Memories of Eva and Anton IwanciwskiI was born in 1969 and Eva and Anton Iwanciwski both died in the 1980s (I believe). All of my memories of my Ukrainian grandparents were before I graduated from high school. It is sad that they died so early, that I was not able to build more lasting memories of them.
My grandmother Eva had my mother very late in life (I believe she was 40?) in Germany while World War 2 was nearing its end. Anton Iwanciwski loved Eva and my mother Ann and brought them with him to New Haven, CT, America for a fresh start. My mom was only 5 or so. In 1964 they moved to West Haven
I grew up in the US and while I took Ukrainian language classes, participated in Ukrainian dancing and appreciated my roots, it was still hard for me to understand all the traumas my family had gone through to get me to my "privileged" life here in the US.
Luckily, while I was growing up both my mom and dad were working full time by the time I was six. My sister and I were sent to live with our grandparents each summer in West Haven, Connecticut. Many children rarely see their grandparents, but we spent full summers with them to understand their world. So while I only had perhaps 15 or so years with my grandparents, I did get to see them often.
Eva and Anton had a one story ranch house in West Haven with a lovely garden around it. They stayed in touch with families they had known in Germany. There were the Stanishewskyjs who had a daughter, Romana Stanishewskyj. Romana then married Paul Czerepacha, who became my godfather. There were the Andrusyshens - Hnat and Josephine. This couple was a staple of our lives growing up and I always thought Hnat was very handsome. Both have since passed on.
I remember tiger lilies and lily of the valley as special plants in my grandparents' garden. They had several fruit trees, as well as gooseberry bushes which they made homemade wine from. Both were very gentle people who spoke little English. My Mom would say that when she spanked my sister Jenn and I that her father Anton would cry, upset that she would hit such little girls.
I remember their home with flowered wallpaper, plastic on the couches, a single TV in the "TV room" but not in the main living room. They always put out a full spread of food for visitors. At these events Anton drank vodka mixed with ginger ale, while my grandmother drank blackberry brandy.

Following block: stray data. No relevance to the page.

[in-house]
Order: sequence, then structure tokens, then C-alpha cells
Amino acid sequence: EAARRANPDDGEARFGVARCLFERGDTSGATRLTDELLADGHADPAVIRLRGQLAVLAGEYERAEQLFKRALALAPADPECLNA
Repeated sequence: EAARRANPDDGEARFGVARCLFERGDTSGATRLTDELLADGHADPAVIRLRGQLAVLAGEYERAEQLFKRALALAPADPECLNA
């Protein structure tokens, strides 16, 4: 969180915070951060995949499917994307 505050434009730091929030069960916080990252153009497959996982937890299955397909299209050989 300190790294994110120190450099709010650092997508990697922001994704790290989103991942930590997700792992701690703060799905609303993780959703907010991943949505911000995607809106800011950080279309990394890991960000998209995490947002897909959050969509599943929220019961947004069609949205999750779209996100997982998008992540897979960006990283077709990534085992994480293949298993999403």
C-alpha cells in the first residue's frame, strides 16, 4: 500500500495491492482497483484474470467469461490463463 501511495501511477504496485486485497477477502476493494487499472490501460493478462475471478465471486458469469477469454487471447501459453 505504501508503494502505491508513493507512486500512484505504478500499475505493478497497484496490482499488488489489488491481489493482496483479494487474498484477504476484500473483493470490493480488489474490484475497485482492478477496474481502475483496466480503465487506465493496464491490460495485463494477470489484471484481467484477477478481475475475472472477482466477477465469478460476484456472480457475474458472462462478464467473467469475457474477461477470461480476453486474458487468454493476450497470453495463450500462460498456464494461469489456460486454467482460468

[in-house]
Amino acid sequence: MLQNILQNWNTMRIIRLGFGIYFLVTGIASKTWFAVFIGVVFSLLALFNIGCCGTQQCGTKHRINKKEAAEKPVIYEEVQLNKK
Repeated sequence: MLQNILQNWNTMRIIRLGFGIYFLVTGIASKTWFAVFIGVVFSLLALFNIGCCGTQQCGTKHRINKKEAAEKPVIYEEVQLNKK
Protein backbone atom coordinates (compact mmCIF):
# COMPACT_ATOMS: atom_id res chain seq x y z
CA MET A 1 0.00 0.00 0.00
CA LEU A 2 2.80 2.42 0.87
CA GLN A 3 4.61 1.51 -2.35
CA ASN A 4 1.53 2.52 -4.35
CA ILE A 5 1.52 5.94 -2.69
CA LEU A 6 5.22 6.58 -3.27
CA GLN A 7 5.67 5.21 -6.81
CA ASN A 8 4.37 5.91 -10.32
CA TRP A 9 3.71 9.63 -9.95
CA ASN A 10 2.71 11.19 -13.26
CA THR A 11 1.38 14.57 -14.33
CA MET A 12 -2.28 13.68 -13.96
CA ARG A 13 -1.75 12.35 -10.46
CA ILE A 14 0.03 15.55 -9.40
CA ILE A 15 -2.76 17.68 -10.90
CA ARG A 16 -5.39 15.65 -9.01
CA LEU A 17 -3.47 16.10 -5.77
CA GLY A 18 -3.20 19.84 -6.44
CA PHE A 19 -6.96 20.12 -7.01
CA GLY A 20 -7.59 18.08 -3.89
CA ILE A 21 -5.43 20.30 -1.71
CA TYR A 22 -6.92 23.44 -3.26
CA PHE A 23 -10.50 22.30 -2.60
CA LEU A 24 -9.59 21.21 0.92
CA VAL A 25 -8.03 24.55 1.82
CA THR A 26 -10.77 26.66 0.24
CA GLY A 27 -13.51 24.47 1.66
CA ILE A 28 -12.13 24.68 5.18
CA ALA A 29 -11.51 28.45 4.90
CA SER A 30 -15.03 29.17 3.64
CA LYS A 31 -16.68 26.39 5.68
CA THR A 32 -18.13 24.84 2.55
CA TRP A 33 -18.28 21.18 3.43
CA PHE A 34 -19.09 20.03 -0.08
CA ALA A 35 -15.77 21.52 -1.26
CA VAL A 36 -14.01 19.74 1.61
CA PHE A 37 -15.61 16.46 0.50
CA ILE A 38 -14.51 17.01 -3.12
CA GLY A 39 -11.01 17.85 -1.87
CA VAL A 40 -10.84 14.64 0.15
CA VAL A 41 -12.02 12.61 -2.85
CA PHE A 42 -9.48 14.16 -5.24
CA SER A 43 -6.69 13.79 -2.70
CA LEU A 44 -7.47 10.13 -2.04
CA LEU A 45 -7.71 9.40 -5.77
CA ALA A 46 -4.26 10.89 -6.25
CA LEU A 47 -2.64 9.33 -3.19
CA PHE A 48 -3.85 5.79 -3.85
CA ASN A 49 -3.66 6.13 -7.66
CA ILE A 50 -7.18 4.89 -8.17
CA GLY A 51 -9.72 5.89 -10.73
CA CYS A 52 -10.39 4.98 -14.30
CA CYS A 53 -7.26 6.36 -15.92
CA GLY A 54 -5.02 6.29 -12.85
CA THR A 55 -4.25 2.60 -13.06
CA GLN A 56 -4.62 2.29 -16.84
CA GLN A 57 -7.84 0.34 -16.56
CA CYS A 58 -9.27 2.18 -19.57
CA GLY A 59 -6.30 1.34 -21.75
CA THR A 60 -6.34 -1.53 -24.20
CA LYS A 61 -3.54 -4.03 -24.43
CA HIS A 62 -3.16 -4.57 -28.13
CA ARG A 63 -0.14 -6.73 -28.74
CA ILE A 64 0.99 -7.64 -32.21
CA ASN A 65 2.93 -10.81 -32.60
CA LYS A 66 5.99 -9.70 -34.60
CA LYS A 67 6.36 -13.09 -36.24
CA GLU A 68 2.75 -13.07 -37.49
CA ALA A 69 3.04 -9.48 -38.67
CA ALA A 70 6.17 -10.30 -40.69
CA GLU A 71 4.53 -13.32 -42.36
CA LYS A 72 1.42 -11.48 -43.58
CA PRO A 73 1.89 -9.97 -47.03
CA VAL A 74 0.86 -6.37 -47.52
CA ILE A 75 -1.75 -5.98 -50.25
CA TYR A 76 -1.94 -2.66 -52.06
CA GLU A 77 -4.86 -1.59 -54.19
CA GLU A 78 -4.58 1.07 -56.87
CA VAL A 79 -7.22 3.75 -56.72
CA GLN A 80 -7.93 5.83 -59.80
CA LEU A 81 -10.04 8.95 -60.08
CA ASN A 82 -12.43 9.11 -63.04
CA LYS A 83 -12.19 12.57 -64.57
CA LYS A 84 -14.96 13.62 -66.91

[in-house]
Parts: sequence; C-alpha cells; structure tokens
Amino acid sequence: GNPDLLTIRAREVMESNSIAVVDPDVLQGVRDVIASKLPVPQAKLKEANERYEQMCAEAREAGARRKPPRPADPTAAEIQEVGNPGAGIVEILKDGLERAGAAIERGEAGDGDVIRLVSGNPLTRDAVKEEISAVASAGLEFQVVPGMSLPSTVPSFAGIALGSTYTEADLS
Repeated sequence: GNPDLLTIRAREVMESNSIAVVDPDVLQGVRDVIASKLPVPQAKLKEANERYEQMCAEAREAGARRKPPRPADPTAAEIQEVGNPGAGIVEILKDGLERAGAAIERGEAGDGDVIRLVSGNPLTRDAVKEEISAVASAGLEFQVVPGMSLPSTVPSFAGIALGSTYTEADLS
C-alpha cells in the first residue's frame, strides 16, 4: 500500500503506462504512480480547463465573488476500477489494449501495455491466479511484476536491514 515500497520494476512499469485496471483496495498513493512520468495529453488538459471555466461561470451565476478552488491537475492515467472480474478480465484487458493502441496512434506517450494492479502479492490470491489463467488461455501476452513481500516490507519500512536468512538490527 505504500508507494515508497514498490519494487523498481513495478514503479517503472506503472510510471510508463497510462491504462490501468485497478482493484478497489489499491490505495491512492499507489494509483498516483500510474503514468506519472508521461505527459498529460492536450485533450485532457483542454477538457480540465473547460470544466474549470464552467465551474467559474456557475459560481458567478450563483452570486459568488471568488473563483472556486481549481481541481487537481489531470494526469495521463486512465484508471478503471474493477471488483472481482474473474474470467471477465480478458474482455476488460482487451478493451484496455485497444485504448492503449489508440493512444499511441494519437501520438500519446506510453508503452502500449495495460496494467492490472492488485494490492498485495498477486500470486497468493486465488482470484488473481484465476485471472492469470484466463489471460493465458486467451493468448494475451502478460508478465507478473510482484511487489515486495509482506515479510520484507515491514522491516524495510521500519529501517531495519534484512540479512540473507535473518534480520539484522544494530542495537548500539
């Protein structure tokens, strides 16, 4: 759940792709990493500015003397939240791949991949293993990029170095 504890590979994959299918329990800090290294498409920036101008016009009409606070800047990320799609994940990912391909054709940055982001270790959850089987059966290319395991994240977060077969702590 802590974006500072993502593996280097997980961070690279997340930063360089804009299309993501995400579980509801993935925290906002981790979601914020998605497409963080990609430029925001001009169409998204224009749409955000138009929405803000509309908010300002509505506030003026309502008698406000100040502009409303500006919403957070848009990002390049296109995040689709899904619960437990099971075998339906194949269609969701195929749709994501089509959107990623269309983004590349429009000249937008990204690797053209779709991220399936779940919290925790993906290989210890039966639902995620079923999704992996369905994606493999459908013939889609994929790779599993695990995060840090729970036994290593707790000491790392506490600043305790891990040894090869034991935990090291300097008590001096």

They had a beautiful German coocoo clock with hanging pendulums. A wall shelving system held pretty Ukrainian eggs in it. There were framed photos of famous Ukrainian people with fabric hangings on either side of them.
Baba (what I called my grandmother) loved to cook. She would make pirogies with potato and onion fillings. She used an old tin can to cut circles out of the hand rolled dough. They were delicious with lots of sour cream. Mom says: It was potato and farmers cheese. They were dressed with warm butter that had sauteed, chopped onion.
Another favorite of mine was potato pancakes with crispy edges. She would make creations that were rolled up cabbage with meat inside, I was less fond of those. Another food item was a gruel with poppy seeds which again I was not very fond of.
Mom Says: holubchi (little doves) - stuffed cabbage - filled with ground beef and rice and baked. gruel with poppy seeds - I believe that was wheat with poppy seeds and honey -- "kutya" - a Christmas specialty, which I loved.
Eva would buy Swiss Knight cheese, which I still love. It's made in Switzerland and is a processed gruyere cheese in wedge shape. She would not buy bumblebee tuna because it had a mermaid on the can. She felt that what was shown on the can was therefore what was inside the can, and she would not eat mermaid meat.
A creation which I'm sure was not Ukrainian but we loved was vanilla ice cream with 800 pounds of chocolate sprinkles (jimmies) in it which we mushed until it was liquid.
Eva was very tolerant but did still have her traditions. Jenn (my sister) once decorated her Easter Eggs with Disney characters, and Eva refused to bring them to the Blessing of the Eggs at church because it would be inappropriate.
I adored kielbasa, usually we just had these as a side with the pirogies or potato pancakes.
I remember as an early teen that I had hard contact lenses that had to "bake" overnight in a little case. The case had to stay plugged in. Every morning when I woke up I would find the case unplugged. Finally Mom had to talk with Baba to explain to her that the case had to stay plugged in overnight in order to do its job.
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